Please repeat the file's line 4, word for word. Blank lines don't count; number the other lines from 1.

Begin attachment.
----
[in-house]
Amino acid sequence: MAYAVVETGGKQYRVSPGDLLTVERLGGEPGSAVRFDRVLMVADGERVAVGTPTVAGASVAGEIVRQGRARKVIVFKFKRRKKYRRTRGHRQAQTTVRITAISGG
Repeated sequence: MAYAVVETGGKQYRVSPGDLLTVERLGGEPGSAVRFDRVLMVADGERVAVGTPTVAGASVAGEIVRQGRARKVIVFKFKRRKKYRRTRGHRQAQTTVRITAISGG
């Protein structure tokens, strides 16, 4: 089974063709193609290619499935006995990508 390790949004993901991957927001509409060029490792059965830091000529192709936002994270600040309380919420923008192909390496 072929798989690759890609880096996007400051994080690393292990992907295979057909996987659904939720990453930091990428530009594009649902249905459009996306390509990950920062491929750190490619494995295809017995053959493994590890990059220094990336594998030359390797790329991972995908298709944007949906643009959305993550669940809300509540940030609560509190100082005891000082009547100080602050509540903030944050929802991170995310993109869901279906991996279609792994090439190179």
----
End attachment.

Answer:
């Protein structure tokens, strides 16, 4: 089974063709193609290619499935006995990508 390790949004993901991957927001509409060029490792059965830091000529192709936002994270600040309380919420923008192909390496 072929798989690759890609880096996007400051994080690393292990992907295979057909996987659904939720990453930091990428530009594009649902249905459009996306390509990950920062491929750190490619494995295809017995053959493994590890990059220094990336594998030359390797790329991972995908298709944007949906643009959305993550669940809300509540940030609560509190100082005891000082009547100080602050509540903030944050929802991170995310993109869901279906991996279609792994090439190179």